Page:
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Not Your Average First-Year

Shaylithia Copeland (COM’12) and her Posse take on Boston


Shaylithia Copeland (COM’12) is one the 12 Posse students from Atlanta attending BU. Photo by Edward A. Brown

Atlanta native Shaylithia Copeland is the first in her family to go to college, and she’s jumping in feet first. No shrinking violet, the 18-year-old College of Communication freshman speaks in a clear, confident voice and strides down Comm Ave like she owns the place. Already, she’s helping other freshmen find their way. And she isn’t bothered that most of her stuff hasn’t arrived from Georgia yet, which means sleeping without a pillow and using a towel for a rug.

Copeland (COM’12) is a Posse student, one of 12 given scholarships by BU this year, all of them from the Atlanta area. The Posse Foundation is a national nonprofit program that recruits and trains groups of talented, leadership-oriented urban youth for life on American college and university campuses.

Copeland has the makings of a young urban leader. Despite being raised by a single mother in one of the Atlanta’s roughest neighborhoods and graduating from a high school where metal detectors and pregnant classmates were part of everyday life, she was determined to leave the city, attend college, and one day give back to the community. And that’s what Posse is all about.

“No way I would have gotten this opportunity in-state,” she says as she weaves through crowds of students after her first World of COM lecture at Morse Auditorium last week.

The idea behind Posse is to send a team of like-minded kids from similar backgroundsto top-tier colleges, where they support and encourage one another in what canbe a bewildering world of privilege and opportunity. The organizationhas so far placed 2,200 students, representing more than $220 millionin scholarships from the host universities. Posse’s long-term goal isto cultivate leaders for America’s multicultural urban centers who canhelp tackle the complex social problems often found there.

“I come from your typical drug-infested, high-pregnancy, high-murders, shootings-every-night type of neighborhood,” Copeland says. She and her mother and younger sister live in Atlanta’s Summerhill section in Police Zone 3, considered the city’s worst crime district. “I’ve lost a lot of people to murder. That’s what helped me say, ‘I’m not going to stay here.’ That’s always been my motivation: to get up and out, and make an impact.”

The Posse students, the inaugural group for BU and the first from Atlanta, arrived on campus August 24 to participate in the First-Year Student Outreach Project (FYSOP), which offers freshmen the opportunity to volunteer for community service work in the Boston area. During her first week in Boston, Copeland passed out condoms and prepared and delivered meals for AIDS patients. (Back in Atlanta, she had volunteered at Grady Memorial Hospital as a sexual health peer educator.)

She says she loves the diversity at BU. Although she is the only African-American in her Women, Society, and Culture class, Copeland hardly feels alone. “I love my classmates,” she says. “It’s a lot easier to communicate across cultures than I thought. I thought people would have preconceived notions about African-Americans in general, and African-Americans from the South, and that it would be hard to talk to people because there would be stigmas attached to who I am. But it’s not like that. There’s a Peruvian girl, a Jewish girl, in my class. A lot of my classmates are minorities. I’m just a piece of the puzzle. Each of us has a story to tell.”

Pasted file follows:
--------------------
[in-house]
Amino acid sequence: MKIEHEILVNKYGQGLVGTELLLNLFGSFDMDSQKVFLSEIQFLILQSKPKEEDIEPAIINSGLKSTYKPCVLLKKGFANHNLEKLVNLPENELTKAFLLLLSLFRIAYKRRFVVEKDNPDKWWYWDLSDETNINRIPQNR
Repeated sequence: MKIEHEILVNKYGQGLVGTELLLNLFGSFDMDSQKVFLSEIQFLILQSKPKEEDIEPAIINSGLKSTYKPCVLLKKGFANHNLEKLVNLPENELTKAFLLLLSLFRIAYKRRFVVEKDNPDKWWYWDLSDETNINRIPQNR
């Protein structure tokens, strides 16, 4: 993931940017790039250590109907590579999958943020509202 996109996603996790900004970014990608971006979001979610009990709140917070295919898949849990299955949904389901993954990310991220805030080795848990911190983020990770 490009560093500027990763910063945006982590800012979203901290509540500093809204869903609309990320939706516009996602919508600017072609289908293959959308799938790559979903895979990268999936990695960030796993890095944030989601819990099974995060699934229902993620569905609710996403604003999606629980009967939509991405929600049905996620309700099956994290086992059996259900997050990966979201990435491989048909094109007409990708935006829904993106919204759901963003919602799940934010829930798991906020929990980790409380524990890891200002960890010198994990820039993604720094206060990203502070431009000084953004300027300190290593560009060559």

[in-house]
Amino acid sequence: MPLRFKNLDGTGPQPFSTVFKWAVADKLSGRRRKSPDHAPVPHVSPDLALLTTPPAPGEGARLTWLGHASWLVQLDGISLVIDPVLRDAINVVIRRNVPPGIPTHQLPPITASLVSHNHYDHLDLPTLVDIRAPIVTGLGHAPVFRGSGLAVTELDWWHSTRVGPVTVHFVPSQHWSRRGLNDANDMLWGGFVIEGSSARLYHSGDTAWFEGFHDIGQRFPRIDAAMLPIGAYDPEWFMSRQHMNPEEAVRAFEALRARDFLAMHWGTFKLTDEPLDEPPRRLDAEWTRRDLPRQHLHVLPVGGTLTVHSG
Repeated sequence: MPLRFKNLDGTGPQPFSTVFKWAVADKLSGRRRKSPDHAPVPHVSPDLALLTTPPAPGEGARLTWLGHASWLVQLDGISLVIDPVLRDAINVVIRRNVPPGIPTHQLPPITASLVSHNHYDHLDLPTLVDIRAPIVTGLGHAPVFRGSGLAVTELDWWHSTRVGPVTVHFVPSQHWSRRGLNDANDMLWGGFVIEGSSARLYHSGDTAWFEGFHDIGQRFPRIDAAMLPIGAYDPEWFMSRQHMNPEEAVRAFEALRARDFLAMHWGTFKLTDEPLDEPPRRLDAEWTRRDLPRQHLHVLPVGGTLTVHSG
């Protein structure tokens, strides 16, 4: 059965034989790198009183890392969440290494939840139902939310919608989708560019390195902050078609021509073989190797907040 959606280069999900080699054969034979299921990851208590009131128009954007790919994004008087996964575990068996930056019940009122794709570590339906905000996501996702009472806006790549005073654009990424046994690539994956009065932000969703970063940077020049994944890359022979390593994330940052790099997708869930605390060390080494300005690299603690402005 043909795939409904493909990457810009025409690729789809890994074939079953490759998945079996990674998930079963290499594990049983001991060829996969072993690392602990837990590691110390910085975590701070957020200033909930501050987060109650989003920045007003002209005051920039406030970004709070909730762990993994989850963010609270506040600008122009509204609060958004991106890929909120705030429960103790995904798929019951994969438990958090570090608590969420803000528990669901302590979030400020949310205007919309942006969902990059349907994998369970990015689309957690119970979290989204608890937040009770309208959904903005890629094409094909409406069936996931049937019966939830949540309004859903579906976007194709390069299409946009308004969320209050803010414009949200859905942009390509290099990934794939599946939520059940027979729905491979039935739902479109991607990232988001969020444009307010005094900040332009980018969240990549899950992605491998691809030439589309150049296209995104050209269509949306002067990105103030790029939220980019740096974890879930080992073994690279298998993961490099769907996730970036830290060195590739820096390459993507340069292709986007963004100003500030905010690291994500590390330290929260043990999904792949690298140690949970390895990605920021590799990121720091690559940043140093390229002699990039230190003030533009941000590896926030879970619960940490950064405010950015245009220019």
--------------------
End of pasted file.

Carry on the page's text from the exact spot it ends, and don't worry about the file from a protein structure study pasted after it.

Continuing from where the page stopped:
Copeland’s story starts off like this: her mother was living on her own when Copeland was born, having been kicked out of her family home after revealing she was pregnant. Copeland’s father was in jail on drug charges at the time and has only flitted in and out of Copeland’s life. But it’s precisely this type of uphill start that has shaped her attitude toward life.

“It’s helped make me a determined young lady,” Copeland says. “I can never say, ‘I can’t do it.’ My mom just says, ‘Well, my momma kicked me out when I was pregnant with you, so I know you can do it.’ My mom’s a real example.”

Prior to arriving at BU, the Posse students, who hail from a variety of backgrounds and from different sections of greater Atlanta, took part in an eight-month training program to prepare them for campus life and to strengthen their bond. “We’re tight,” Copeland says. The students will continue to meet as a team with BU mentor Jeffrey Allen, a School of Management assistant professor of information systems and himself an Atlanta transplant.

Kelly Walter,BU’s executive director of admissions, describes Copeland as a “hot ticket” and says the University, from the president on down, has high expectations of the Posse students. They’re not only dynamic students and personalities, Walter says, “but were proven leaders in their high schools and their communities. My hope is that they will make a similar contribution in all aspects of student life at BU. I hope they will be transformed by BU, and that BU will be transformed by them.”

Arriving at her last class of the day, How to BU, a COM freshman survival skills course of sorts, Copeland strides confidently toward a front row in the lecture hall as though she’s been here a million times. She strikes up a conversation with seatmates and calls out answers to the lecturer. So when she later says, “I want to go back and make a lasting impression on my community,” there seems little doubt she will. In Atlanta — and in Boston.

Caleb Daniloff can be reached at cdanilof@bu.edu.

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